Not So Fast, Buckaroo!

Now it would be really easy to take this recommendation out of context because it is based on several assumptions. First would be that you’ve already put in plenty of level 2 aerobic endurance training. Secondly, in the classical model of periodization you are ready and in need for an even greater training load in order to stimulate further adaptations. And finally it is based on athletes who are limited in their time: (i.e., not carrying a training load as high as they could if they had more time to train). Or in other words, athlete’s not even close to overtraining. That’s not to say that athletes carrying a greater training load can’t also benefit from riding tempo, they can; however it becomes a more slippery slope of optimizing just the right balance between the dose of training and the amount of recovery. Tempo delivers a greater training load and that’s why it’s beneficial for cyclists training with a limited amount of time.

For the weekend warriors, group rides are another great way to incorporate tempo into your training. Then you’ll really get your money’s worth out of your day. It’s a great transition between lower intensity zone 2 training and full tilt racing. When professional riders go off to training camp this is precisely what they are doing. Can you imagine one of the new Discovery recruits raising his hand saying, “errrr Mr. Armstrong, I’m only supposed to ride in Zone 2 today”? Hah! Did you read Armstrong’s quote the other week, “Some teams go off to camp to fish, I like to get together and suffer with the boys”? Fun for Armstrong, and I bet down right suffer city for some of the others!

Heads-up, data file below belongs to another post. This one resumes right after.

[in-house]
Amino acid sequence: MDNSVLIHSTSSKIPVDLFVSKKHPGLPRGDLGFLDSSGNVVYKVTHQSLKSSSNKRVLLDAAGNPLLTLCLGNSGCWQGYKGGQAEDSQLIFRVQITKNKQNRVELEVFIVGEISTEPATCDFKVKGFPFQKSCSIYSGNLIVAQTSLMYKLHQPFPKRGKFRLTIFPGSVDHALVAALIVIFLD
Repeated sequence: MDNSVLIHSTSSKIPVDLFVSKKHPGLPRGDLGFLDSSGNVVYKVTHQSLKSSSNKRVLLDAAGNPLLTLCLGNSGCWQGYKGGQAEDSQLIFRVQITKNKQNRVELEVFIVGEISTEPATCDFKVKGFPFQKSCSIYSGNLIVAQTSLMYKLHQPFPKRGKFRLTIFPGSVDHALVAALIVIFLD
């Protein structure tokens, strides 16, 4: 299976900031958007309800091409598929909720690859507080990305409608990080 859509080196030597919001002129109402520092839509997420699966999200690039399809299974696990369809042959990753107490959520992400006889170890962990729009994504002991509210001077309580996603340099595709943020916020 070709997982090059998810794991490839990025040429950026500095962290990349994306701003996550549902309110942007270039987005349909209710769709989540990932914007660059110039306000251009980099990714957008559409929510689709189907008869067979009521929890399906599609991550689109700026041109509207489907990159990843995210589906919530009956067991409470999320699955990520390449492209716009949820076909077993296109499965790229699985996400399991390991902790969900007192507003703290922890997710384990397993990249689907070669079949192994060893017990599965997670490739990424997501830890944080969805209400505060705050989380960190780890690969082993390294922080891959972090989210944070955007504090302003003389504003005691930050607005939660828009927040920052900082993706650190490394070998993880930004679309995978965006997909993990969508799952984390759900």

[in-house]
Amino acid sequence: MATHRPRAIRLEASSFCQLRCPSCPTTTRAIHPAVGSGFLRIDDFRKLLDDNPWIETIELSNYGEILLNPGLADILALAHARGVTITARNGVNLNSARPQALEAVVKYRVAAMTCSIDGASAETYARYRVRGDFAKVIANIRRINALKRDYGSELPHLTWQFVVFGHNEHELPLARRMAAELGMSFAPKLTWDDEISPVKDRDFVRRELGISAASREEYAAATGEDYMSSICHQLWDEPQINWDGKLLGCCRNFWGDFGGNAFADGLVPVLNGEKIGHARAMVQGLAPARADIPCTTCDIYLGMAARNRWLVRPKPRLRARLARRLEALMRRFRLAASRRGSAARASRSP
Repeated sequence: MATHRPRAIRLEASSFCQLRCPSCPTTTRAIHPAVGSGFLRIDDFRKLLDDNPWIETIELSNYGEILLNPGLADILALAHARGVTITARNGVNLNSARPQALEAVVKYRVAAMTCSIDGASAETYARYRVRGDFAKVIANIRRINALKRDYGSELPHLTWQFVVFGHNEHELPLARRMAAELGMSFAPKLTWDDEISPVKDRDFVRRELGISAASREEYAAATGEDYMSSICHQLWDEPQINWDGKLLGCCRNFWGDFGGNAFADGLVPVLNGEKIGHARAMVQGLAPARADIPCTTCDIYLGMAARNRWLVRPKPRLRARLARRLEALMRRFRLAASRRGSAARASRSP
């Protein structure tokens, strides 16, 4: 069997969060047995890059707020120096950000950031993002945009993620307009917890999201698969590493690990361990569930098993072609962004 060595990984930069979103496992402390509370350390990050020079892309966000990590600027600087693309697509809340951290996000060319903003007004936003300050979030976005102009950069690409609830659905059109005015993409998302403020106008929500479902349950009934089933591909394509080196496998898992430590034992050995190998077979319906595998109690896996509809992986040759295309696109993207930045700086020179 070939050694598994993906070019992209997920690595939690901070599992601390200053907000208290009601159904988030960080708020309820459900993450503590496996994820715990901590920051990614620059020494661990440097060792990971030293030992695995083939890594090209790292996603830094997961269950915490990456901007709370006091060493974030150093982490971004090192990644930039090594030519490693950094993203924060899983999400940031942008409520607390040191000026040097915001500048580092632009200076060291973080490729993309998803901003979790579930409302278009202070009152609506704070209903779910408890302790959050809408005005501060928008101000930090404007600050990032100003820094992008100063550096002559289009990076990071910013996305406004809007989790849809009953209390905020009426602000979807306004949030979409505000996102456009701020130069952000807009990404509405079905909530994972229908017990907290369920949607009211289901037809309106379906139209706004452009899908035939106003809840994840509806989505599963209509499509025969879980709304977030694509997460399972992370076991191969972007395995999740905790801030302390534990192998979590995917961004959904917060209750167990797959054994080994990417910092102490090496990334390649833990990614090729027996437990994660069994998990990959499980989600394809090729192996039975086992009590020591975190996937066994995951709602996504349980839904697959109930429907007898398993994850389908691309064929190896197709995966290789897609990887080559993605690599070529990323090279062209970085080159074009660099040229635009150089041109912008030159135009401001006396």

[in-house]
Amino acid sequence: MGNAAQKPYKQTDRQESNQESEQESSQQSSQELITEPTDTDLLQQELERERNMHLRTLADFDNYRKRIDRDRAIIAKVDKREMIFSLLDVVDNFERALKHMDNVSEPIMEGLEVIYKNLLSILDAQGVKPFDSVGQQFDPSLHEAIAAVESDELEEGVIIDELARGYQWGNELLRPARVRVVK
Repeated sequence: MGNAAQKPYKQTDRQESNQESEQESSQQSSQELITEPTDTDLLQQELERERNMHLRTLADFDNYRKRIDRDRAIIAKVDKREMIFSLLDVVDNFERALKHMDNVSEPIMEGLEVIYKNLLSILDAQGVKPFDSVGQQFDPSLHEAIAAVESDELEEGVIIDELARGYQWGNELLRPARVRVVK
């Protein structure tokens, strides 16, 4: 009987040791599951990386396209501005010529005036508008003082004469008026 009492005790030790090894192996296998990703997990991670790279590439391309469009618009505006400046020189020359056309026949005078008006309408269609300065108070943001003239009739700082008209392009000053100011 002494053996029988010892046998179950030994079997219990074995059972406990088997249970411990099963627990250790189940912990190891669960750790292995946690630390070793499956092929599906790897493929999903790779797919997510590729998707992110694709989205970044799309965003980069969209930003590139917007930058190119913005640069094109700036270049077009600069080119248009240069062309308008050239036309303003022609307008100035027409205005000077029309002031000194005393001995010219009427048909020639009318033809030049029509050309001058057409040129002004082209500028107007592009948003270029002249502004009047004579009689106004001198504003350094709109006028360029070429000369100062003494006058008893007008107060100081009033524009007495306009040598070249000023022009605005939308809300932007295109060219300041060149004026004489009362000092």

Example Tempo Workouts

Zone 3: 3 reps of 10 minutes ON 5 minutes OFF  (Tempo performed between 76 – 90% of FTP)

Zone 3: 3 x 15 min ON 7.5 min OFF

Zone 3: 2 x 20 min ON 5 min OFF

Zone 3: 4 x 15 min ON 7.5 min OFF

As with all phases and cycles of your training, start off gradually – incorporate a few zone/level 3 tempo intervals into your mid week 90 minute trainer ride. Start conservatively with two or three 6 – 10 minute tempo intervals and work your way up. It is totally feasible to be able to work your way up to twenty or thirty minute tempo intervals for 60 minutes total tempo . After that point you may want to forget the structure and simply get out there and just throw down. And that my friends, is exactly what I did on my slushy ride!

Copyright 2015 , FasCat Coaching

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Frank is the founder and owner of FasCat Coaching & its Performance Center in Boulder, CO. FasCat is one of the few (if not only) brick and mortar boutique retail powermeter shops in the world.  FasCat is consistently a Top 10 powermeter dealer for its powermeter vendors.  To discuss which powermeter is right for you,  please call 720.406.7444, email info@fascatcoaching.com or stop in their Performance Center at 4550 North Broadway Street in Boulder, CO.